Target stores have removed references to "boys" and "girls" in aisles selling toys and other products
Researchers say gender-neutral marketing frees kids from limiting stereotypes
Remember when Target announced it was phasing out gender-based signs in some departments?
Despite some criticism, the big box retailer has been quick to act on its pledge.
Stores across the country have removed references to “boys” and “girls” in toy, home and entertainment aisles and traded in pink and blue shelves for a neutral, wood-grain look. Instead, toys are sorted by categories – dolls, action figures, building sets, etc. – while books and movies are sorted by genre and bedding is just… bedding. (For now, Target’s website is a different matter.)
Some derided Target for caving to overly sensitive, politically correct factions of the American public. Let girls be girls and boys be boys, they argued, and lamented that public bathrooms might be next.
Those on the other side of the debate, who welcomed the shift as a positive step toward gender equality, have a different rallying cry: Let toys be toys already.
Like it or not, it’s happening, and – if decades of research are to be believed – that’s probably a good thing. Here’s what science has to say about making the toy aisle gender-neutral.
Boys and girls are not as different as we say they are
We’ve heard it all before: Girls are natural caregivers who are more nurturing than boys and that makes them more attracted to dolls. Boys are more likely than girls to prefer games, puzzles and learning toys because they are better at math and science.
Those tropes may not reflect biology as much as social expectations.
There’s no denying men and women are biologically different. When it comes to psychological traits and abilities, time and again, the evidence has suggested men and women, as well as boys and girls, are more alike than they are different.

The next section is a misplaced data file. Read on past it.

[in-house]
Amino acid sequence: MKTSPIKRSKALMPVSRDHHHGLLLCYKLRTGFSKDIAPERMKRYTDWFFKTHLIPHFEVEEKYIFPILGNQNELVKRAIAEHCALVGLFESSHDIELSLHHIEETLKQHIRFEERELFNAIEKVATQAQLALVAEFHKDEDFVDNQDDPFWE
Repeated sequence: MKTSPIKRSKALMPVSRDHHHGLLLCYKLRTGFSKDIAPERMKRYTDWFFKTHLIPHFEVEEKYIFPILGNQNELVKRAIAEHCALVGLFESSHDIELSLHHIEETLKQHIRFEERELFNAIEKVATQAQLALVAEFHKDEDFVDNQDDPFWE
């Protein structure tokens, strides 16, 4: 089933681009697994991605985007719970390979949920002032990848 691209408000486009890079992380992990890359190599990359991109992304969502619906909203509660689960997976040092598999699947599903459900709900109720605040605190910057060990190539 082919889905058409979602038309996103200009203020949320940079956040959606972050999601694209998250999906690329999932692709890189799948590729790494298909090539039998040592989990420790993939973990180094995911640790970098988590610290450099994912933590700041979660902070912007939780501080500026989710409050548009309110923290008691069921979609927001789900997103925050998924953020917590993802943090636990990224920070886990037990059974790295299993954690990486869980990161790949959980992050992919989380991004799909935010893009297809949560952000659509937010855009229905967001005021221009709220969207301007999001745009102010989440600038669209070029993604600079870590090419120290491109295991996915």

Various studies in the past decades have assessed the impact of gender on traits that define our personalities: verbal and nonverbal communication, aggression, leadership, self-esteem, moral reasoning and motor behaviors. The most recent meta-analysis of those findings, published in 2005 in American Psychologist, found that 78% of the magnitude of gender differences were in the small or close-to-zero range.
A few common perceptions held, according to psychologist Janet Shibley Hyde of the University of Wisconsin in Madison. Compared with women, men could throw farther, were more physically aggressive, masturbated more and held more positive attitudes about sex in uncommitted relationships.
The studies also found these characteristics fluctuate with age, depending on environmental influences, challenging perceptions that gender differences are large and stable, Hyde wrote.
What does any of this have to do with toys? Nothing, really, which is basically the point. Parents and environment are more likely to influence which toy a child picks up, not gender.
It goes beyond play time to expectations for how children think, behave, even their aspirations.
“When we tell children dolls are for girls and trucks are for boys, we’re telling them not only are you a boy or a girl, but that being a boy or a girl is going to determine how you think and act and the skills you will develop,” said University of Kentucky psychology professor Christia Spears Brown, author of “Parenting Beyond Pink and Blue: How to Raise Kids Free of Gender.”
Different toys benefit children in different ways
It’s a perception that makes psychologists and educators cringe: They’re just toys; they don’t influence my children.
Not so, according to decades of peer-reviewed scientific research of how toy play impacts childhood development. Dolls bring out nurturing skills and empathy; building blocks develop spatial skills; reading maps and hitting targets with balls increases cognitive skills.
It benefits children to experience all the things.
“Every time children play with toys, they’re getting something out of it. They’re learning something about the world,” said developmental psychologist Erica Weisgram of the University of Wisconsin-Stevens Point.
“We need to be asking what are they learning; and, if they’re playing with different toys, is it OK to learn different things?”
Color and labels can matter, too. Weisgram co-authored a study published in 2014 that explored how labeling toys for girls and boys and using gender-typed colors impacts children’s toy preferences.
“Children can develop various skills more fully with a variety of toys and activities that can help them practice and hone these skills,” Weisg